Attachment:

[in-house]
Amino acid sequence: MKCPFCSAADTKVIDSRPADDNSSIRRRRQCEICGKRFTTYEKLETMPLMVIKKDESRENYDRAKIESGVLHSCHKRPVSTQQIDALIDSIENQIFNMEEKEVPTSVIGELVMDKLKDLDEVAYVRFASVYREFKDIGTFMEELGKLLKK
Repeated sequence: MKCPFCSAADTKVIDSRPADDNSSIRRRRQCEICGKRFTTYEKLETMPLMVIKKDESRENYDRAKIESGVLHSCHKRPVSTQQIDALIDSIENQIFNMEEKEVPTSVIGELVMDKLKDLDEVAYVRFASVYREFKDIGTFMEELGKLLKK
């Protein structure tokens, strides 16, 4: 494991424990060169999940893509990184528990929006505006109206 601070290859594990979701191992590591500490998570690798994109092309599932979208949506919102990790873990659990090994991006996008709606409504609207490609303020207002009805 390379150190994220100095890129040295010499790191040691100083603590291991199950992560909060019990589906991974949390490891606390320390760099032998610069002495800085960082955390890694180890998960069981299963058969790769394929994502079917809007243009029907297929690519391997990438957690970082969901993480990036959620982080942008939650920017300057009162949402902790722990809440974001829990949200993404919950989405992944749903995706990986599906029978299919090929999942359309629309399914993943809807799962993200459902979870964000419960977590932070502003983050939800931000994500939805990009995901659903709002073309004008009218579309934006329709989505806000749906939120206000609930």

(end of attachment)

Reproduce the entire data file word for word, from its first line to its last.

[in-house]
Amino acid sequence: MKCPFCSAADTKVIDSRPADDNSSIRRRRQCEICGKRFTTYEKLETMPLMVIKKDESRENYDRAKIESGVLHSCHKRPVSTQQIDALIDSIENQIFNMEEKEVPTSVIGELVMDKLKDLDEVAYVRFASVYREFKDIGTFMEELGKLLKK
Repeated sequence: MKCPFCSAADTKVIDSRPADDNSSIRRRRQCEICGKRFTTYEKLETMPLMVIKKDESRENYDRAKIESGVLHSCHKRPVSTQQIDALIDSIENQIFNMEEKEVPTSVIGELVMDKLKDLDEVAYVRFASVYREFKDIGTFMEELGKLLKK
């Protein structure tokens, strides 16, 4: 494991424990060169999940893509990184528990929006505006109206 601070290859594990979701191992590591500490998570690798994109092309599932979208949506919102990790873990659990090994991006996008709606409504609207490609303020207002009805 390379150190994220100095890129040295010499790191040691100083603590291991199950992560909060019990589906991974949390490891606390320390760099032998610069002495800085960082955390890694180890998960069981299963058969790769394929994502079917809007243009029907297929690519391997990438957690970082969901993480990036959620982080942008939650920017300057009162949402902790722990809440974001829990949200993404919950989405992944749903995706990986599906029978299919090929999942359309629309399914993943809807799962993200459902979870964000419960977590932070502003983050939800931000994500939805990009995901659903709002073309004008009218579309934006329709989505806000749906939120206000609930």